A moment of shame: I discovered Magdalena Bay through TikTok. I made it through 2020 and almost the entirety of 2021 (all of the sourdough starters, cottagecore pining, and even that one month everyone was obsessed with sea shanties) before I finally cracked and downloaded the app. As a young millennial, once I was in, I quickly tapped into many creators’ Y2K nostalgia. A video appeared on my For You page that instantly mesmerized me.
The acting was Lynchian; the aesthetic was how logging into the internet felt in 2002. Dial-up sounds and bright colors, 7-inch thick monitors. “Let’s watch TV,” a man said to a woman.
“Oh no, I’m scared after last time.” She turned to the camera.
“Everything will be okay,” he promised, moments before she was sucked into the technicolor screen and I into “Halfway,” which I listened to on repeat for the next month, unable to get it out of my head.
This is the effect Mica Tenenbaum and Matthew Lewin have created with Mercurial World, Magdalena Bay’s first album after a string of EPs. It feels at once overwhelmingly modern and also like a fever dream I can barely remember from when I was 10.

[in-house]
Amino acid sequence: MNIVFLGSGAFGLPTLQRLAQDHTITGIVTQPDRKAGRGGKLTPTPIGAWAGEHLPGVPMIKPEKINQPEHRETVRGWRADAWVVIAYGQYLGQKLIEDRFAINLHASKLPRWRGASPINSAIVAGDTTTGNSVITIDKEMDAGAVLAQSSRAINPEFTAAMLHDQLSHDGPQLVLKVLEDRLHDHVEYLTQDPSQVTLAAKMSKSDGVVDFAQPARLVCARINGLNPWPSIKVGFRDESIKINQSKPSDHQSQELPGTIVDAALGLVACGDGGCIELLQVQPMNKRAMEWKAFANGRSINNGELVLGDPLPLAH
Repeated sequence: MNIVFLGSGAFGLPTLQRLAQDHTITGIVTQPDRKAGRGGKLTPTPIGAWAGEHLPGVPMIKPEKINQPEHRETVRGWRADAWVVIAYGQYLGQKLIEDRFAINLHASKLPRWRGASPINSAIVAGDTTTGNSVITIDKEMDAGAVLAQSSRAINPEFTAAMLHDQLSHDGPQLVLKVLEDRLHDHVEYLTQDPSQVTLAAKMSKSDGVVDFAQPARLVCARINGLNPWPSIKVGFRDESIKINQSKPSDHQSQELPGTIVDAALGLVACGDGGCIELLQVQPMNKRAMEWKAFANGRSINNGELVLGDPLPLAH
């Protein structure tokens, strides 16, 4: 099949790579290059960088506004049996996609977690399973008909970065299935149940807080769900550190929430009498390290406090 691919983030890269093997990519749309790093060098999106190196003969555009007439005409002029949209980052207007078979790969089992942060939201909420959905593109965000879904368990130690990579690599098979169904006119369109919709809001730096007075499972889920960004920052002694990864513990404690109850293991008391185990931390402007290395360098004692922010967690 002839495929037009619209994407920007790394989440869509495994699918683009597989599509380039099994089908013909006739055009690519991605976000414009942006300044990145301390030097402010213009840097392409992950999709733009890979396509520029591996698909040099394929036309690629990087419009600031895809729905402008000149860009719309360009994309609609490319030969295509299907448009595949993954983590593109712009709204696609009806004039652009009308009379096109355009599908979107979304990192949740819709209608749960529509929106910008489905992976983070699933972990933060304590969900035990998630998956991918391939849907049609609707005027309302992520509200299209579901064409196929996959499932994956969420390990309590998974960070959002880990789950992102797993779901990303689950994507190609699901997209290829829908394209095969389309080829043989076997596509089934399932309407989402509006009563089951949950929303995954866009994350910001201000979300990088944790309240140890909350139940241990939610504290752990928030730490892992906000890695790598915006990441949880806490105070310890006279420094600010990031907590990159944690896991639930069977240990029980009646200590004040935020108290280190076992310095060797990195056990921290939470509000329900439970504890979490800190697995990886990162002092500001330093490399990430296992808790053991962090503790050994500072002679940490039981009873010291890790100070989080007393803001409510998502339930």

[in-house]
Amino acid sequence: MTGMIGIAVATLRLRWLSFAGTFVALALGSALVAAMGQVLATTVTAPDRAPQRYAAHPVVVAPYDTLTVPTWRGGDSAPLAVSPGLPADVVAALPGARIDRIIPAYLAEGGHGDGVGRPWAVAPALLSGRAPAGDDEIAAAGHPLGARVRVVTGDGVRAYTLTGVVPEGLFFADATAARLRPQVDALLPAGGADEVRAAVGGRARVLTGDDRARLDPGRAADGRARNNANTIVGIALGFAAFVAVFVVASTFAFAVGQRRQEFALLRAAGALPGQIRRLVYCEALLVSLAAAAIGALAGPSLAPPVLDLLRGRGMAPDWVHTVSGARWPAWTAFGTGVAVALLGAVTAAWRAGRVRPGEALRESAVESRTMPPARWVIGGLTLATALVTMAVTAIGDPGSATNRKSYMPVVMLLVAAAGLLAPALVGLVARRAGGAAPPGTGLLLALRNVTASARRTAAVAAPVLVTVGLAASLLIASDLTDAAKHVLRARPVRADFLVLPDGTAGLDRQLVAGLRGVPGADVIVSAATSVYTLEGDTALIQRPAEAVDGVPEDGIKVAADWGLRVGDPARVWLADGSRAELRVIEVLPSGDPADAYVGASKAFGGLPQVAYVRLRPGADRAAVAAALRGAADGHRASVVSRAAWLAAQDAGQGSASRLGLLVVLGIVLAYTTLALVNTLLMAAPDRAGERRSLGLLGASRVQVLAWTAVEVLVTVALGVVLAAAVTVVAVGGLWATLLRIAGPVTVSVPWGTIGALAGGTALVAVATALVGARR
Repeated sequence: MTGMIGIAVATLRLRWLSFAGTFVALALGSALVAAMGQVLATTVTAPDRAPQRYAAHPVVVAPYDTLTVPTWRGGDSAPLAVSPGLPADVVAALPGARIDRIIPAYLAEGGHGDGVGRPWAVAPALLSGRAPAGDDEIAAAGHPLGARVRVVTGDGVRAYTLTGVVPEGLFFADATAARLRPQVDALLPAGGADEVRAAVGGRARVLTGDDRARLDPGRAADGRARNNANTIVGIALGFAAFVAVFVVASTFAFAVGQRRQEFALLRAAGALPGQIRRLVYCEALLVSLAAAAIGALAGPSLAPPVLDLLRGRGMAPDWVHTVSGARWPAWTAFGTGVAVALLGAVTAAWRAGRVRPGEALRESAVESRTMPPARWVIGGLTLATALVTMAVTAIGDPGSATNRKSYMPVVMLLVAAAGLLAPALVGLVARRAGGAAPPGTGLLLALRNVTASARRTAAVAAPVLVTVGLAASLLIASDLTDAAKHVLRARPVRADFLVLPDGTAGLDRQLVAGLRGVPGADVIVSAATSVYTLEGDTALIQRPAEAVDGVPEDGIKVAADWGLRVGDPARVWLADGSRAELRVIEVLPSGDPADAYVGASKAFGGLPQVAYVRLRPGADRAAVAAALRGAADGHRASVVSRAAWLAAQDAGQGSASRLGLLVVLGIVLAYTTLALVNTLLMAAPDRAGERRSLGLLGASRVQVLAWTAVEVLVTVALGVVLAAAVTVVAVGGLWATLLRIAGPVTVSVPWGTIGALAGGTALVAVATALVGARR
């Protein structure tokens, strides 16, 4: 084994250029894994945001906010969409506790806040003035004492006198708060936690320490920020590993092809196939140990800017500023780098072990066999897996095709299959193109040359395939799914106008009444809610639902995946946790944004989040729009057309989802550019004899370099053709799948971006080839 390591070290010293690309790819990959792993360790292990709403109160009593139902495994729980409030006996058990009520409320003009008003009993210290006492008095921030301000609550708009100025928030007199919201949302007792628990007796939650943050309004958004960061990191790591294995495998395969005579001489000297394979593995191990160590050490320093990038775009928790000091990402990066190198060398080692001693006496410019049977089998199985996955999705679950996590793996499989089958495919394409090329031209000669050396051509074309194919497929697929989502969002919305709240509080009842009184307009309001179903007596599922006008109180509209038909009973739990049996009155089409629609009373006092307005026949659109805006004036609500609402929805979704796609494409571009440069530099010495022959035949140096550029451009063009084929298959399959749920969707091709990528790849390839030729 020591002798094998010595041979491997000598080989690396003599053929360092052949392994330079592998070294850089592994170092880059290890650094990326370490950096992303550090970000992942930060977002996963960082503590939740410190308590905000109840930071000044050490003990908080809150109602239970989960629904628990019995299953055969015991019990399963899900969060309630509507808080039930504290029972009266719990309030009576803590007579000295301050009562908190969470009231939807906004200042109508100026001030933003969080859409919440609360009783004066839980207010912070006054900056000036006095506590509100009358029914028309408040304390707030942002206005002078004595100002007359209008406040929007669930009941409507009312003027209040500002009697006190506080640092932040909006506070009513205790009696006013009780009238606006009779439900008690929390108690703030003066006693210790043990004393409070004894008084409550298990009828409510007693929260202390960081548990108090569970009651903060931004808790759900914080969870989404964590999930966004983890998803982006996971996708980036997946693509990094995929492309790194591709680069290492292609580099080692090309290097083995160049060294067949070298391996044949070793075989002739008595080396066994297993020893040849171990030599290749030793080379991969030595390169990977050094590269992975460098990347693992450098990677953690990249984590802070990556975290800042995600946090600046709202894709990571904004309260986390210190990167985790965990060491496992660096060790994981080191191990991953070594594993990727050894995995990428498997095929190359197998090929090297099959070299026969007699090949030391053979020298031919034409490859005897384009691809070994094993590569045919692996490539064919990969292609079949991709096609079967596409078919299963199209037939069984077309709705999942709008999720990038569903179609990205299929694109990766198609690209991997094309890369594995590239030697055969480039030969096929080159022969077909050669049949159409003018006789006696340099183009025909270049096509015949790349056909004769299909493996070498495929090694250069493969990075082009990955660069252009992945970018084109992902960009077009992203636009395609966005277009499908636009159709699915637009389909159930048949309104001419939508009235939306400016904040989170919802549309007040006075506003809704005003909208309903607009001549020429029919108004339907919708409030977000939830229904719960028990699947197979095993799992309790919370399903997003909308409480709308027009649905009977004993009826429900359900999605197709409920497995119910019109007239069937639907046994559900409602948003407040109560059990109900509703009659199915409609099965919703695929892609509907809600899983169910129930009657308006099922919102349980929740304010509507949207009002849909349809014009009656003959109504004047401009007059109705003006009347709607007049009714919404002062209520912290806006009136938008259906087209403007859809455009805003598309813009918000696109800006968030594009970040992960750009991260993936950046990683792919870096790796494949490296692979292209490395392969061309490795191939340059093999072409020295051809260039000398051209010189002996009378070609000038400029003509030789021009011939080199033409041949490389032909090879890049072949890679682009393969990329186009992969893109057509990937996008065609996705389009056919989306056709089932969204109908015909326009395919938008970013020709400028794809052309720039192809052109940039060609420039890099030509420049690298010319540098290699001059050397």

The tour was no different. Before they emerged onto the stage, our first interaction was with a projected robotic face whose presence continued the theme—nostalgic, and also vaguely threatening. Then there came “The End,” the album’s first song. They played Mercurial World straight through, one song melting into another.
At one point, while the projector was out and GLaDOs-lite was having technical difficulties, Mica took the pause to ask us how we liked that choice. The crowd, who’d been singing every word, assured her we were more than okay with it. Between Mica’s interactions with our robotic friend, the curated blend of pinks and blues in the costumes and lights, the synth and sounds stolen from computers crashing, Magdalena created an immersive experience that I wasn’t ready to leave.
Mica also told us this is the largest show they’ve ever played. Judging by the love radiating from the crowd, they’ll be selling out much larger venues soon, and they won’t need TikTok to get there.